Alauddin’s rich history spans over a century. The original store opened in Dhaka, Bangladesh in 1894 and was founded by a Mr
Place the milk in a large non-stick pan and bring to a boil. Reduce the heat to a gentle simmer and add the vinegar or lemon juice. Stir briefly with a wooden spoon until the milk curd separates from the whey. Turn off the flame. Line a colander with a muslin cloth or fine tea towel and put it in the sink. Carefully pour the contents of the pan into the colander, then gently rinse the milk curd several times with cold water to remove any acidic flavour.
Twist the tops of the cloth together and squeeze out any excess liquid. Tie the tops of the cloth on the tap and let it hang over your sink for at least 30 minutes to an hour. Squeeze again to make sure all excess water has drained out and place the curds on a dry dish. If the mixture seems damp at all spread it over a tray and leave for another 30 minutes to dry out – if the roshgollas aren’t dry enough they will fall apart in the syrup.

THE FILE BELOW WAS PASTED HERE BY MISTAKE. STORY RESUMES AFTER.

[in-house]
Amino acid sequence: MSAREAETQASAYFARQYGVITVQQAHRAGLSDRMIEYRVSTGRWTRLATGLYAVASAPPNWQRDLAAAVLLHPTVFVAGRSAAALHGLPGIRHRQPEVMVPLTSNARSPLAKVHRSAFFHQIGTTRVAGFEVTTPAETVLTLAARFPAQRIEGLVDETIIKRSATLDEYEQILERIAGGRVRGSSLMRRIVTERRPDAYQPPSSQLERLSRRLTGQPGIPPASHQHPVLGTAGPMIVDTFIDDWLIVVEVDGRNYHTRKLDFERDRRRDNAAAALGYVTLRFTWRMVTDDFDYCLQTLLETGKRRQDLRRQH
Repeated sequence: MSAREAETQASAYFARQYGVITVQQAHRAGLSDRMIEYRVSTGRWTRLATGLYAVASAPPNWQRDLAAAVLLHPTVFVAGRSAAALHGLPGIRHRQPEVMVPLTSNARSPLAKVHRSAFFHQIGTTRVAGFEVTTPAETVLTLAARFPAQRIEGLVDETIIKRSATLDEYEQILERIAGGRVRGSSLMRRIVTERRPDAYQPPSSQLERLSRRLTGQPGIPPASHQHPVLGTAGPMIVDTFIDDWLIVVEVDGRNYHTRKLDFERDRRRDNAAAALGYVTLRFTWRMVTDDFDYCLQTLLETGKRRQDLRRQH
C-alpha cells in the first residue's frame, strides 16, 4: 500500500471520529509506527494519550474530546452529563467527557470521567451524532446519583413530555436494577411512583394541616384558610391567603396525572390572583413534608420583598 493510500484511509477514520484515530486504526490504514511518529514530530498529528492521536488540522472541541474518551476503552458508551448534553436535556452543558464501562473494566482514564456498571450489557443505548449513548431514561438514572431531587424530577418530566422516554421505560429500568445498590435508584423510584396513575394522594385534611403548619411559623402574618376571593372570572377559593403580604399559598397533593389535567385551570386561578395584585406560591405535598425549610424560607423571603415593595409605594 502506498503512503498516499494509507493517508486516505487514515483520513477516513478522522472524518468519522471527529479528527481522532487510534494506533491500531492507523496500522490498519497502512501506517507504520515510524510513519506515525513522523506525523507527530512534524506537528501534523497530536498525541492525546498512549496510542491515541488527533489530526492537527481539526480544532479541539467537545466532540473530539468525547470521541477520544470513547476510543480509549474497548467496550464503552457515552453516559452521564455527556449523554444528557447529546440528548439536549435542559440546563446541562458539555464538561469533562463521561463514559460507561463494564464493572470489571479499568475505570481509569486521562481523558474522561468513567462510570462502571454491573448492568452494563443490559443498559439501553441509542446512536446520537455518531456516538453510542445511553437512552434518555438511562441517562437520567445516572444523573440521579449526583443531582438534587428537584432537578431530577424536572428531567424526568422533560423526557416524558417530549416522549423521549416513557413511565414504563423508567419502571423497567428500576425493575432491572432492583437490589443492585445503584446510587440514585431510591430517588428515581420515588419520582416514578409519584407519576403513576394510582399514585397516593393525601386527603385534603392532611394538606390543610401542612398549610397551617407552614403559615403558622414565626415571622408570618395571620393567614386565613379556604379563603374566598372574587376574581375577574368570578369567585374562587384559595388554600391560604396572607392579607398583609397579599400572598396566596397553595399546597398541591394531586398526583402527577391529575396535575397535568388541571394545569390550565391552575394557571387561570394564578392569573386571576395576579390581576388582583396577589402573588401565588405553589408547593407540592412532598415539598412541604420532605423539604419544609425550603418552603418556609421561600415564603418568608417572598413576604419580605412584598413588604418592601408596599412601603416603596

Make your syrup by placing the sugar in a medium-sized pan with 250ml water. Bring to the boil and cook on high heat for five minutes. Turn the heat down to very low while you prepare the curd dumplings.
Add the flour to the dried curds and knead very well with the heel of your hands until smooth – this will take around five minutes. You will know when it’s ready as your palm will feel ever so slightly greasy. Divide into eight equal portions and roll into smooth balls between your palms. Now carefully drop the balls into the syrup and simmer on low heat for five minutes – you’ll see the balls expanding slightly. Carefully turn each one over and increase heat to medium. Cover and cook for another 20 minutes, until the roshogollas almost double in size. Carefully transfer to a heatproof dish and pour the remaining syrup on top. Leave to cool for at least two or three hours before serving at room temperature.
© 2018 All rights reserved. Published by Kitchen Press.